The History of Horse Racing

horse race

Horse races are one of the oldest sports, with an ancient history that spans all cultures. Archaeological records show that horses were used for racing in Ancient Greece, Rome, Babylon, Syria, Egypt and other civilizations. The sport developed from a primitive contest of speed or stamina between two animals to a modern, multi-billion dollar global spectacle involving thousands of participants and sophisticated electronic monitoring equipment. The basic concept of a race remains unchanged, however: the horse that finishes first wins.

In the United States, organized horse races began with colonial Britain in New Amsterdam (now Manhattan). These events were open to all and centered on the British system of handicapping, which emphasized speed rather than stamina. The American breeders adapted to this style and soon developed a reputation for producing big-bodied, long-legged horses that could compete in European races.

As the popularity of horse racing grew in Europe and America, betting became commonplace, leading to the creation of parimutuel wagering, in which winning bettors get all the money wagered on the winner, minus a percentage from the track. The horse owners favored the parimutuel system, which allowed them to collect a much larger share of the wagers than they would have if they kept all the money for themselves.

Before the start of a race, a betor will look at a horse’s coat in the walking ring. If it’s bright and rippling with just the right amount of sweat, the horse is believed to be in good form. Bettors also pay attention to the way the horses walk, to see if they are tense or anxious. A tense horse will not move as well in the race, and may even “bounce” or kick its feet out of control.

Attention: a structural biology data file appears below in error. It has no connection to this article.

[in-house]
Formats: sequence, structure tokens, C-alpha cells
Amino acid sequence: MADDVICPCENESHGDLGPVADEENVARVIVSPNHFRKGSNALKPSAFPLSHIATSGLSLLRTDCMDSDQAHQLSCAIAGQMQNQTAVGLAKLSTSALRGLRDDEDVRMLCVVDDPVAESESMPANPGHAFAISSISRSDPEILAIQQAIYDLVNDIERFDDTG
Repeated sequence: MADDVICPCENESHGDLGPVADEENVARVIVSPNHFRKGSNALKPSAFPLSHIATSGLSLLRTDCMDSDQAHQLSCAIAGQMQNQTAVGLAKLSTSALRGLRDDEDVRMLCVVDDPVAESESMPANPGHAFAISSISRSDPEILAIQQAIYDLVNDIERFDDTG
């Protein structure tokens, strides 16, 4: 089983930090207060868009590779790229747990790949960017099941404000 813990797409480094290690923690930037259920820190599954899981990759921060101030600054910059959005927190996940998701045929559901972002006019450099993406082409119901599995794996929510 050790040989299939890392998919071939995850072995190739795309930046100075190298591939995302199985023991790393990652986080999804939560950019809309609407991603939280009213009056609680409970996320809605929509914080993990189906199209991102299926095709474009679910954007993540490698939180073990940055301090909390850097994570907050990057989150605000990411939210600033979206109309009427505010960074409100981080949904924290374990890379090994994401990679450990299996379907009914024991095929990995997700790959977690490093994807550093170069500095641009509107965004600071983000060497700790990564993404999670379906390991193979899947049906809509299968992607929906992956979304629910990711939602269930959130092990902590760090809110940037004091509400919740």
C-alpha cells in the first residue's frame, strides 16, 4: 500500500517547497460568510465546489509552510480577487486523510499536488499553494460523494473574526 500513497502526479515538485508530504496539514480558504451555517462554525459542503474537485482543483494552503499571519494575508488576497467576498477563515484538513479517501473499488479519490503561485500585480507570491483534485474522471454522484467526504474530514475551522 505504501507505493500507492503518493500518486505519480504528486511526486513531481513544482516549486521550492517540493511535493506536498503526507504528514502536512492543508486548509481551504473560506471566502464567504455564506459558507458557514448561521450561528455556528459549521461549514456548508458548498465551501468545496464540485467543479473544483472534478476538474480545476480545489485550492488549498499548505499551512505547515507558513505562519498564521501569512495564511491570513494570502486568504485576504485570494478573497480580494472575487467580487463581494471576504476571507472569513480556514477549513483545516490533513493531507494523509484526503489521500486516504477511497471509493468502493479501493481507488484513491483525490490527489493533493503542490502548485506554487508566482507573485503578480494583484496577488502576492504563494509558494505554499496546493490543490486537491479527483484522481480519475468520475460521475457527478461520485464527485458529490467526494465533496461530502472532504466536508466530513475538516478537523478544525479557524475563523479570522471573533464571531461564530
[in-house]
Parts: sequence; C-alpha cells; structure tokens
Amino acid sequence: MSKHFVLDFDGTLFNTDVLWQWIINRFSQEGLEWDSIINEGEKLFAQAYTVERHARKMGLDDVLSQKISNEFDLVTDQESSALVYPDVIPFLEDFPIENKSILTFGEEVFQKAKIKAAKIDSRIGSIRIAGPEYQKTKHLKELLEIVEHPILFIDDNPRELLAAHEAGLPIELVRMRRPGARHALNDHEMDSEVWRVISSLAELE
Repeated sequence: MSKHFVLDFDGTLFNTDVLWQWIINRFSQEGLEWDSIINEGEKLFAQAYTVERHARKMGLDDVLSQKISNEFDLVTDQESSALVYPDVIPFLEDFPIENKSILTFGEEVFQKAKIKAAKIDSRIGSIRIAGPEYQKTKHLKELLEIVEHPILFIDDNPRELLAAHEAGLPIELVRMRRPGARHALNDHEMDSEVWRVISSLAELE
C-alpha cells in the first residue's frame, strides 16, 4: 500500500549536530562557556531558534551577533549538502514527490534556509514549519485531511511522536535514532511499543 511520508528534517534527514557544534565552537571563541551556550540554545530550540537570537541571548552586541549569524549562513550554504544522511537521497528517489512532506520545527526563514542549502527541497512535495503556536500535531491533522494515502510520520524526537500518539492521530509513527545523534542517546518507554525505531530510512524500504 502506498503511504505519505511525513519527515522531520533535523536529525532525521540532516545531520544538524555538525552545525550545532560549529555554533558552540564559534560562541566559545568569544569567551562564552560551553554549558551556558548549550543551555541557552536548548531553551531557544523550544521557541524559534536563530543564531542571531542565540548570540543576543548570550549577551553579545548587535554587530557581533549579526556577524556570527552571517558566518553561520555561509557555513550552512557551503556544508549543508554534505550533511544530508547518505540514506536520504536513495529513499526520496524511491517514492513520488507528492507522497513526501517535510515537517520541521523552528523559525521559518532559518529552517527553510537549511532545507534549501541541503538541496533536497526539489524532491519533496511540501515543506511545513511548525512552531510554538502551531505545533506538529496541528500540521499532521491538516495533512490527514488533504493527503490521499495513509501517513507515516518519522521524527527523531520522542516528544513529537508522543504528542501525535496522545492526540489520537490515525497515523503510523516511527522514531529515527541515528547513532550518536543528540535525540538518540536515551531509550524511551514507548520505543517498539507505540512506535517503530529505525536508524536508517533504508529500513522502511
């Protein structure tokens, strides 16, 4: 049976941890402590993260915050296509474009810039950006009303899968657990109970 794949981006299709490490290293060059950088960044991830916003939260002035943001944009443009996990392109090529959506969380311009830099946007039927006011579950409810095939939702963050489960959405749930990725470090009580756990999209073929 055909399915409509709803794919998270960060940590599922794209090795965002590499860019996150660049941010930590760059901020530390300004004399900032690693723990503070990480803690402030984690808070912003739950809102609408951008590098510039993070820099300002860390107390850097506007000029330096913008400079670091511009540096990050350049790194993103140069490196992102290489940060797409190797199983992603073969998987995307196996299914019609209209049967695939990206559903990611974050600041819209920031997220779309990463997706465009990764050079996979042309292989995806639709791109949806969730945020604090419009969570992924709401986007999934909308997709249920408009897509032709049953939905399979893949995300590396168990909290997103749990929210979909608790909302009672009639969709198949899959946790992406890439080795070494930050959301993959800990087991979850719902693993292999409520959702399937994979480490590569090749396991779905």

At the starting gate, Mongolian Groom balked. A horse that balks is not a good bet, and bettors will usually bet on other horses.

Once the race started, War of Will took the lead, with McKinzie and Mongolian Groom chasing him from behind. As the pack approached the clubhouse turn, War of Will began to tire from his exertion and lost ground to the leaders.

On the backstretch, Vino Rosso, a chestnut colt, swept into second place, with McKinzie in close pursuit. The crowd turned from cheering to shrieking.

The finish of the race was a photo-finish, in which a photograph is taken of the horses as they cross the finishing line. If the photo shows a tie, a tiebreaker is held to determine the winner. A photograph is also required to determine a dead heat, in which the horses come across the finish line in equal first and second places.

Researchers have found that media coverage of political elections is framed in much the same way as a horse race, with frontrunners getting more positive press than underdogs who are gaining momentum. This horse race framing is most prevalent in corporate-owned and large-chain newspapers. A study by Johanna Dunaway, associate professor of communication at Texas A&M University, and Regina Lawrence, associate dean at the University of Oregon School of Journalism and Communication, examined newspaper coverage of governor and U.S. Senate races in 2004, 2006 and 2008, and discovered that a significant number of articles portrayed the election as a horse race.